Washington: US investigators are looking into the California shooters` financial transactions leading up to the attack last week, including a USD 28,500 loan, a source close to the investigation said Tuesday.
Syed Farook took out the online loan through San Francisco-based Prosper Marketplace, the source told AFP.
He then made a withdrawal of USD 10,000 around November 20 in San Bernardino, the city of some 200,000 people where he and his wife carried out the deadly attack approximately two weeks later.
According to Fox News, investigators are trying to determine whether the USD 10,000 withdrawal from Union Bank was used to pay Enrique Marquez, a friend of Farook who bought the two AR-15 automatic weapons used in the bloodbath.
If so, Marquez could face prosecution, particularly if he made the illegal modifications found on the weapons, Fox said.
Additionally, in the days leading up to the massacre, there were at least three transfers of USD 5,000 into the account of Farook`s mother, Rafia.
Farook, 28, and his Pakistan-born wife Tashfeen Malik, 29, had been radicalized "for quite some time" before carrying out the shooting, according to the FBI.
The couple left their baby daughter with her grandmother on Wednesday before heading to the Inland Regional Center where some of Farook`s colleagues had gathered for a year-end party.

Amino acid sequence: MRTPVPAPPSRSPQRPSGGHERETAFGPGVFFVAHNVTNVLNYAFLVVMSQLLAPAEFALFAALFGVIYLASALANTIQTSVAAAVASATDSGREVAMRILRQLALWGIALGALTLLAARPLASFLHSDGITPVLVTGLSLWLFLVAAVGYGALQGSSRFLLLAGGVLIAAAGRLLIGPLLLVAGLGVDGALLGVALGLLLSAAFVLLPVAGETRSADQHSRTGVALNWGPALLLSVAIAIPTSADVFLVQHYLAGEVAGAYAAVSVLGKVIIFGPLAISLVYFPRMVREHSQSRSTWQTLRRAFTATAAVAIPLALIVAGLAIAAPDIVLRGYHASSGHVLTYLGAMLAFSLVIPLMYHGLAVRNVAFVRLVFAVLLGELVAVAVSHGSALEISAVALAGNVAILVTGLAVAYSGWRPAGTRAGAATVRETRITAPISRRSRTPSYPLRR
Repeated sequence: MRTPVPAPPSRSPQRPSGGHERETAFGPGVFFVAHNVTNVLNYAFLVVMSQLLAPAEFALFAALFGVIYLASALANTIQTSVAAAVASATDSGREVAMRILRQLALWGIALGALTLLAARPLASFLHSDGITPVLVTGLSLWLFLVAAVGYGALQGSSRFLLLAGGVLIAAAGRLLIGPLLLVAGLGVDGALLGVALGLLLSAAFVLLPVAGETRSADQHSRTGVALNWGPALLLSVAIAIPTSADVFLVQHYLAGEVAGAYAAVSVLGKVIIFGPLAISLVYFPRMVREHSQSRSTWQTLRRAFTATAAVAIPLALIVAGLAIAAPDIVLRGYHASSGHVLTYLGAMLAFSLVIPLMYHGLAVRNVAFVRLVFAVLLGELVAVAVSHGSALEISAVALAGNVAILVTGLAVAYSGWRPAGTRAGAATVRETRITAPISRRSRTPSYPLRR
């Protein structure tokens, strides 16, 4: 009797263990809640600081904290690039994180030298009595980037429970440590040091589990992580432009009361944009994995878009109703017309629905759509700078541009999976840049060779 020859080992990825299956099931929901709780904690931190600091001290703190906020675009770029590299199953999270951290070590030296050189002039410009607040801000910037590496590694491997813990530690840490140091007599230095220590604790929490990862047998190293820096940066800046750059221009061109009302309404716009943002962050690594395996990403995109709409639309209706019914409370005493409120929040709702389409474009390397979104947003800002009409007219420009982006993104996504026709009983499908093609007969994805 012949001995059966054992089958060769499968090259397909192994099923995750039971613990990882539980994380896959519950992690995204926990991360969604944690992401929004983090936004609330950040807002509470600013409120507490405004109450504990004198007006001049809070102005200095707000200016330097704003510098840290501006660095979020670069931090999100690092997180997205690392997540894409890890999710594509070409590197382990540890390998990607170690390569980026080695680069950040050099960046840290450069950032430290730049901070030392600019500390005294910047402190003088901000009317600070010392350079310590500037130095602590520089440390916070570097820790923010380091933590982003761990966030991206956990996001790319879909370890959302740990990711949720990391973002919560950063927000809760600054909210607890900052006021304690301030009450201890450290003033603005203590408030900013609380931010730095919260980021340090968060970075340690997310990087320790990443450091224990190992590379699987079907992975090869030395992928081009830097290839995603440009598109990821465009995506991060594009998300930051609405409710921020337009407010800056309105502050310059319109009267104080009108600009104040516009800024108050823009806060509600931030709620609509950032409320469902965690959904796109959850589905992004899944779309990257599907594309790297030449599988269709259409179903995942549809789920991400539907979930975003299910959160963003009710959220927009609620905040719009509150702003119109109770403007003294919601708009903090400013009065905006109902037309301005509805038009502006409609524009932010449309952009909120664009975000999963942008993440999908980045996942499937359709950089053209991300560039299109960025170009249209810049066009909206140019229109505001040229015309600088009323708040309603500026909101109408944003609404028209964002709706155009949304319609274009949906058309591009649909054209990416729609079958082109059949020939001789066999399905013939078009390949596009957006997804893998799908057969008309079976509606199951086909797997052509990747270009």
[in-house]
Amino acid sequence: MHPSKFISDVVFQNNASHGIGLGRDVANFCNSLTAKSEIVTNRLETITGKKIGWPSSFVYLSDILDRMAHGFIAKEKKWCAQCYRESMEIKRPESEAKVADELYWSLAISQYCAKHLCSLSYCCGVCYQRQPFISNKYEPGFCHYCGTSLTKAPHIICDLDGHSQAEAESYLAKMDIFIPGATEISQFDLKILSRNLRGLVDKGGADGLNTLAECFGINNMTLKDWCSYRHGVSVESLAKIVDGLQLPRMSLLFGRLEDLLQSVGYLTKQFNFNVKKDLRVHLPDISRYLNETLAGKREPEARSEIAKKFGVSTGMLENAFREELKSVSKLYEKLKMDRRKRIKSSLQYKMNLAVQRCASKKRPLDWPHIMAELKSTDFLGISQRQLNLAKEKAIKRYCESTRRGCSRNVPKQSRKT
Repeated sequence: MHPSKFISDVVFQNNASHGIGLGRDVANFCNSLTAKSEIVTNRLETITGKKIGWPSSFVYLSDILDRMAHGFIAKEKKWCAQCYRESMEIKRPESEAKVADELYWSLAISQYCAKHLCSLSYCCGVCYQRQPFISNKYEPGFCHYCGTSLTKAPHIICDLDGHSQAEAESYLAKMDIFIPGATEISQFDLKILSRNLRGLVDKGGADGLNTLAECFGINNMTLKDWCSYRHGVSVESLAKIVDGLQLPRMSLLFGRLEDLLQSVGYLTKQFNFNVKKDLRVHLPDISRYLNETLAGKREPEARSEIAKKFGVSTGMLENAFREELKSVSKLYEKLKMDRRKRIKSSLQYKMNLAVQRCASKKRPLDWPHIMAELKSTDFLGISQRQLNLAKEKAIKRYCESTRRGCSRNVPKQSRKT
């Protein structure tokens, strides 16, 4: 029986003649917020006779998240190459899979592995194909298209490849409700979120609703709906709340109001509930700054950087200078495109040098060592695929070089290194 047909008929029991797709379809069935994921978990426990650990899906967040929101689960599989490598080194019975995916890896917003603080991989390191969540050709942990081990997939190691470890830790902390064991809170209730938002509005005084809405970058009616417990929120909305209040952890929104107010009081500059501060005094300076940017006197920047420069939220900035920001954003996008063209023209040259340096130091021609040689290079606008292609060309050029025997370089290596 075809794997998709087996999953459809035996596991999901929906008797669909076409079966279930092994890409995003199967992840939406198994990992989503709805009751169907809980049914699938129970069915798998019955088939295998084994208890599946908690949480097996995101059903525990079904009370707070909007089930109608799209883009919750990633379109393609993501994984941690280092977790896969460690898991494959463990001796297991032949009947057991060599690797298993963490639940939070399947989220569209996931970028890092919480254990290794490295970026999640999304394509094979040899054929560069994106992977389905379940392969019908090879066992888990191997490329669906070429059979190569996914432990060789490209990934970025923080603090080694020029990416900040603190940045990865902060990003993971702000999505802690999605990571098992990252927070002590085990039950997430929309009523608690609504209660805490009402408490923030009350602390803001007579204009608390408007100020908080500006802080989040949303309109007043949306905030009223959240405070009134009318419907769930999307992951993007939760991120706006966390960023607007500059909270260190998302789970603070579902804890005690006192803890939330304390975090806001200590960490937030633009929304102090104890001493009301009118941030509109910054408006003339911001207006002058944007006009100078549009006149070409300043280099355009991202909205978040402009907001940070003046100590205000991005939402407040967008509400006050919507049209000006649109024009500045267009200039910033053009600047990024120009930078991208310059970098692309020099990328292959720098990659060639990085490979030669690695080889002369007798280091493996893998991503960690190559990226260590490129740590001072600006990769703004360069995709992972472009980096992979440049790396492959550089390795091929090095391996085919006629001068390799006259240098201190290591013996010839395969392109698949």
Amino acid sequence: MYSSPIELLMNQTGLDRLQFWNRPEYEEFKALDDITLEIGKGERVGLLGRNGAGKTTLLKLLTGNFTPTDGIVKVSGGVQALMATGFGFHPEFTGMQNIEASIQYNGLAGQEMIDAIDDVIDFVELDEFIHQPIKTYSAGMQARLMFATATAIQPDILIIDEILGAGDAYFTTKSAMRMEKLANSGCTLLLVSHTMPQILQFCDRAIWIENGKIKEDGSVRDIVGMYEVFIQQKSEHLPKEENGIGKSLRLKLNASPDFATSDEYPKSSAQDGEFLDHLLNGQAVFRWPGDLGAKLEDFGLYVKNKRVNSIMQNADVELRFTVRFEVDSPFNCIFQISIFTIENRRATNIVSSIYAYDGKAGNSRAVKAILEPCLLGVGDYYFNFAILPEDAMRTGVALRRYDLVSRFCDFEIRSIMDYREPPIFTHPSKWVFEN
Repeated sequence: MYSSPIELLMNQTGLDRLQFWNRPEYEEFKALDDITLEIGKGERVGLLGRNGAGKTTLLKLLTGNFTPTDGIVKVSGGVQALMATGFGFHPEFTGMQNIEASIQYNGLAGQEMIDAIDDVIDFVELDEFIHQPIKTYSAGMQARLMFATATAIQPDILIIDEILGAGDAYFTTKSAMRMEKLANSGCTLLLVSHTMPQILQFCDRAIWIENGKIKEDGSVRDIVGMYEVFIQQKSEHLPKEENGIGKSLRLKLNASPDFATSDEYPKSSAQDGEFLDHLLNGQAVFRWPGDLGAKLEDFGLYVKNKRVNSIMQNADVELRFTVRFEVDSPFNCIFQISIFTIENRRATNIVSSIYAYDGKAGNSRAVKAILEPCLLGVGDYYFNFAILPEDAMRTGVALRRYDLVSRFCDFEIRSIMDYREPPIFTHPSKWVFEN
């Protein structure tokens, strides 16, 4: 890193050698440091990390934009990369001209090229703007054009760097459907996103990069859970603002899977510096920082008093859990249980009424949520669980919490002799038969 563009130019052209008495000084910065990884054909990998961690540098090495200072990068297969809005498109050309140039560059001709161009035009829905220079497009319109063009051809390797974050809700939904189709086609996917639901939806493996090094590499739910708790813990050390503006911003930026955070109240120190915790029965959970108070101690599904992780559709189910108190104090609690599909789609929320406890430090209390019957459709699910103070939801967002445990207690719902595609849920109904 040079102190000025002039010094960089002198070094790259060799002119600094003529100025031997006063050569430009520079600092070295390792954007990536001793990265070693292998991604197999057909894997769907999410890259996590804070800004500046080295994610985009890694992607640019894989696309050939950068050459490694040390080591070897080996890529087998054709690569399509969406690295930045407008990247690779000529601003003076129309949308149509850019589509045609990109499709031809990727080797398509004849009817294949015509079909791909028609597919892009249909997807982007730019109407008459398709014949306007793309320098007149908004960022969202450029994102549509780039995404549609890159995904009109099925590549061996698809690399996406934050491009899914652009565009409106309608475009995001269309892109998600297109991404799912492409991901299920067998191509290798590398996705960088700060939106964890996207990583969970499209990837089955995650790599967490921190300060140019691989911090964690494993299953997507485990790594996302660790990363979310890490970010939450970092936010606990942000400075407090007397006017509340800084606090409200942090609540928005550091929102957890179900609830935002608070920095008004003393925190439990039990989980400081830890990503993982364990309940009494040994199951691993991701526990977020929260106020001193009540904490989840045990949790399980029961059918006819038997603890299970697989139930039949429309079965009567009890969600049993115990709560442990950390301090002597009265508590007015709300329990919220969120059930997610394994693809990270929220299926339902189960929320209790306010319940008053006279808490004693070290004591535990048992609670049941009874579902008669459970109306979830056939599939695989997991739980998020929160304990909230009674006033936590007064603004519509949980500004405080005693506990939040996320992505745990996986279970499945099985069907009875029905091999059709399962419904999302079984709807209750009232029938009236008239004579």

The couple opened fire, killing 14 and wounding 21 others. They died hours later in a firefight with police.US investigators say they are examining a Facebook posting in which Malik is believed to have pledged allegiance to IS chief al-Baghdadi, made around the time of the attack.
However CNN, citing a US official, said that the final Facebook post used the word "we," indicating that the declaration of allegiance came from both Farook and Malik.
US-born Farook was a health inspector for San Bernardino County earning $53,000 a year, according to Fox News.
Farook had good credit that facilitated his loan, the source close to the case told AFP.
Meanwhile, the Utah-based online bank that financed the loan, WebBank.com, said it was prohibited from "commenting on any specific loan borrowers or applicants."
"WebBank evaluates all loan applications in accordance with legal requirements, including US anti-terrorism and anti-money-laundering laws," it added.
Prosper Marketplace also said its loans were "subject to all identity verification and screening procedures required by law."
The New York Post reported that Farook`s father has been placed on an FBI watch list due to his son`s activities and his own personal links to Pakistan.
According to the paper, Farook`s father, who shares the same name as his son, arrived in the United States in 1972 and obtained US citizenship in 1999.